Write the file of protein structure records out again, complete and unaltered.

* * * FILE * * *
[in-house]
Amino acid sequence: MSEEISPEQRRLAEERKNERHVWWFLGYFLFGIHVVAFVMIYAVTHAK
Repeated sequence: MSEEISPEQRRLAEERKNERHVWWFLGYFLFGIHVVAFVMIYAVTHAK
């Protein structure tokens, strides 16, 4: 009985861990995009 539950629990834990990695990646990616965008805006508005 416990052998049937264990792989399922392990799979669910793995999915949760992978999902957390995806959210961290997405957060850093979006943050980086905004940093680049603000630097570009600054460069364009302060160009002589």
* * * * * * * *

[in-house]
Amino acid sequence: MSEEISPEQRRLAEERKNERHVWWFLGYFLFGIHVVAFVMIYAVTHAK
Repeated sequence: MSEEISPEQRRLAEERKNERHVWWFLGYFLFGIHVVAFVMIYAVTHAK
């Protein structure tokens, strides 16, 4: 009985861990995009 539950629990834990990695990646990616965008805006508005 416990052998049937264990792989399922392990799979669910793995999915949760992978999902957390995806959210961290997405957060850093979006943050980086905004940093680049603000630097570009600054460069364009302060160009002589």